"Follow that rat."
When an archaeologist insists on digging up a body sacred to a local tribe in Ecuador, the tribe carry out a mysterious ritual involving drinking some hallucinogens and spooky hi-jinks ensue.
You'd think I'd be in favour of any episode that opens at an archaeological dig site, but this one just doesn't do it for me, I'm afraid.
Everything kicks off with the discovery of the body of a female shaman, which the local workers say is sacred. They say they should not disturb her, but the archaeologist in charge of the expedition walks all over them and them and prepares to cart the body off anyway. Except he's killed by a ghostly big cat before he gets the chance. By the time Mulder and Scully get involved, evidence taken from the site and removed to the U.S. has become the centre of an ethical debate.
There are certainly plenty of debates in archaeology about the ethical treatment of human remains, as well as the repatriation of material culture removed from one place and taken to another, and these aren't restricted to clearing up after controversial removals by 19th century collectors (though that accounts for quite a few of them). For example, the display of ancient Egyptian mummies provides a big boost to the Egyptian tourist industry, but goes against local Islamic customs (and presumably the Pharaohs wouldn't have been too keen either). So, should they be displayed or not?
However, if you want to avoid being cursed by your own colleagues and killed by a ghostly big cat, there are some simple guidelines you can follow. At a meeting of the World Archaeological Congress in South Dakota in 1989 (i.e. before this episode was written, so everyone should have been aware of them) the following guidelines for dealing with human remains were established:
1. Respect for the mortal remains of the dead shall be accorded to all, irrespective of origin, race, religion, nationality, custom and tradition.
2. Respect for the wishes of the dead concerning disposition shall be accorded whenever possible, reasonable and lawful, when they are known or can be reasonably inferred.
3. Respect for the wishes of the local community and of relatives or guardians of the dead shall be accorded whenever possible, reasonable and lawful.
4. Respect for the scientific research value of skeletal, mummified and other human remains (including fossil hominids) shall be accorded when such value is demonstrated to exist.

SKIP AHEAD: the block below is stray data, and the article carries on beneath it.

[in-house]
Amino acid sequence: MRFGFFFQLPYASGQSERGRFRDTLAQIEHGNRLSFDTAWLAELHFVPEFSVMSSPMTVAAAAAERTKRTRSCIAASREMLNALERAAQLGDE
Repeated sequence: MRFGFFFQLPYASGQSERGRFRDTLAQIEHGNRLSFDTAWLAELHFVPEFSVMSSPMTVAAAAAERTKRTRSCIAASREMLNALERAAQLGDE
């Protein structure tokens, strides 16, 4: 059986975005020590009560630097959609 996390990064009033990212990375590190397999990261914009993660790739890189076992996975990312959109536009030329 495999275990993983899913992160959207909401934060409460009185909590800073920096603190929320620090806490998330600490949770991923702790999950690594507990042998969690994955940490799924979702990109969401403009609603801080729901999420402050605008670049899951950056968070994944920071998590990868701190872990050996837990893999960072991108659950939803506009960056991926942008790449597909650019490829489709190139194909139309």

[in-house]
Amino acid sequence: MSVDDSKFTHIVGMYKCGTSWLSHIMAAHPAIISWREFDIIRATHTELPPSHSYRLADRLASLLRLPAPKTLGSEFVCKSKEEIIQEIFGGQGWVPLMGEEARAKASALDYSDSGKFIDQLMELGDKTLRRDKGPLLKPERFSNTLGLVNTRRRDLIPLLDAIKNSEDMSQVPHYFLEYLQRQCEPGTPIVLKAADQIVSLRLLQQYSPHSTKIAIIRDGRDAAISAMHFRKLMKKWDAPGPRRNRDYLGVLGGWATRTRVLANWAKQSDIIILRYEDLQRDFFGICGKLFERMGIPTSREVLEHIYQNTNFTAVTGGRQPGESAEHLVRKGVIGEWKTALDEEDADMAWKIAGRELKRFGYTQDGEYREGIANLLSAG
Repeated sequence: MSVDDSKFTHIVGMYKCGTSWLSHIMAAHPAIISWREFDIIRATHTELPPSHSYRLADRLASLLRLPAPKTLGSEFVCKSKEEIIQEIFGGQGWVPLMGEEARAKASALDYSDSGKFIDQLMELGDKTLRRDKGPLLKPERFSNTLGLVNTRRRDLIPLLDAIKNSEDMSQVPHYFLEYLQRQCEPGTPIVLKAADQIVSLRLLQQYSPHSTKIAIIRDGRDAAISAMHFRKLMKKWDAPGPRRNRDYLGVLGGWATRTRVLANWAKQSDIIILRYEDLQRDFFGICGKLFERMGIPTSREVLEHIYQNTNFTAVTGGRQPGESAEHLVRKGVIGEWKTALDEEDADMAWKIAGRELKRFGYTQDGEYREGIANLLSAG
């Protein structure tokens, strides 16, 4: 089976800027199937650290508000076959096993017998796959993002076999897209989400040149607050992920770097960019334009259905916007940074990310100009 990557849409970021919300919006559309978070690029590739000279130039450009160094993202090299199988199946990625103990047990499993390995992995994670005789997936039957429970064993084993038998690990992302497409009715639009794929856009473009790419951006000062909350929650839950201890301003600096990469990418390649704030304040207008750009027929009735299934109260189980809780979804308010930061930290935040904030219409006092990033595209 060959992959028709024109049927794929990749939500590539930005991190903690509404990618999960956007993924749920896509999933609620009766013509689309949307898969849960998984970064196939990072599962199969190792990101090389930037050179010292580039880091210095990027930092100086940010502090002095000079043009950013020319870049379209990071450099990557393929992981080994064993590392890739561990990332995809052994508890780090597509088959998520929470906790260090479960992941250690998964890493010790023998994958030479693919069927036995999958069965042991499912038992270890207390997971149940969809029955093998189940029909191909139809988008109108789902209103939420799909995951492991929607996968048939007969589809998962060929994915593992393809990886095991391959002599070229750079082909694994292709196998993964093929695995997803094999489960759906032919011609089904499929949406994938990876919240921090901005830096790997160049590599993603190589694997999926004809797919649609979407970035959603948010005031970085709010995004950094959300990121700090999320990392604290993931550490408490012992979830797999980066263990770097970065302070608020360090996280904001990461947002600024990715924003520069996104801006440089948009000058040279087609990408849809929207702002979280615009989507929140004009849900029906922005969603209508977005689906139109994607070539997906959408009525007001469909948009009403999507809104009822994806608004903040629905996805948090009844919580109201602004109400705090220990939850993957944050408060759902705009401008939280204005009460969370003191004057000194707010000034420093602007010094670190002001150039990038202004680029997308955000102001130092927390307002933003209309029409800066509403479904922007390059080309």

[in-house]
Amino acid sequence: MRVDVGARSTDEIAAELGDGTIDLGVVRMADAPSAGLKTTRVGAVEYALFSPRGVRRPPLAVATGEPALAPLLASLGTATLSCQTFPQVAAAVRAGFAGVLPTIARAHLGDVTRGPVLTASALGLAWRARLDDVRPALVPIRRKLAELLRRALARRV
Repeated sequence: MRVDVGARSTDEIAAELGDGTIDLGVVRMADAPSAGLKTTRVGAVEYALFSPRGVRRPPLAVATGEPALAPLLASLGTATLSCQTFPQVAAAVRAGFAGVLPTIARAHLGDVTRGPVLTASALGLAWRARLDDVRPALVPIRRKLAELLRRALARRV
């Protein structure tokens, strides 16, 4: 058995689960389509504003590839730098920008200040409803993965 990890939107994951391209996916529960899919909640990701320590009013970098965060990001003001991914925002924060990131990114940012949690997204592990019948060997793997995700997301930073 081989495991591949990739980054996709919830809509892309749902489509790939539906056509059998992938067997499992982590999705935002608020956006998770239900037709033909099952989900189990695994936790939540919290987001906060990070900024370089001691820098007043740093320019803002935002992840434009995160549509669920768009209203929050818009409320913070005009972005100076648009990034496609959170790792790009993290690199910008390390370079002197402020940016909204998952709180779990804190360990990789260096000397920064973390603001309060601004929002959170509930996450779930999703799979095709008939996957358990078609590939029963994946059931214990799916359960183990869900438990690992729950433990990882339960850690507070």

5. Agreement on the disposition of fossil, skeletal, mummified and other remains shall be reached by negotiation on the basis of mutual respect for the legitimate concerns of communities for the proper disposition of their ancestors, as well as the legitimate concerns of science and education.
6. The express recognition that the concerns of various ethnic groups, as well as those of science are legitimate and to be respected, will permit acceptable agreements to be reached and honoured.
Follow these guidelines and respect the concerns of all ethnic groups, and no ghostly big cats should come after you.
I am aware that I'm supposed to be reviewing this episode of The X-Files, not sharing my lecture on ethics in archaeology with everyone. Trouble is, there's really nothing remotely interesting about this one. I could barely remember it before re-watching it, and when I'm re-watching The X-Files for pleasure I usually skip it. There's nothing specifically awful about it, it's just a rather plain and dull attempt at a non-Egyptian cursed archaeology story.
I'm sorry, I'm completely out of anything to say about this one - I hope everyone enjoyed the archaeology lecture! Next week we will return to our usual scheduled X-Files reviews.
Bits and pieces
- Dr Lewton is played by Tom McBeath, who is Col. Maybourne from Stargate SG-1. I'm always pleased to see him, and he's always playing someone really slimy.
- Mulder looks half-asleep throughout this episode (or maybe I'm just projecting). Lots of Scully though, that's always good.
Scully: Have you been drinking Yaje, Mulder?
So dull, one of my lectures is more interesting. One out of four ghostly big cats.
Juliette Harrisson is a freelance writer, classicist and ancient historian who blogs about Greek and Roman Things in Stuff at Pop Classics.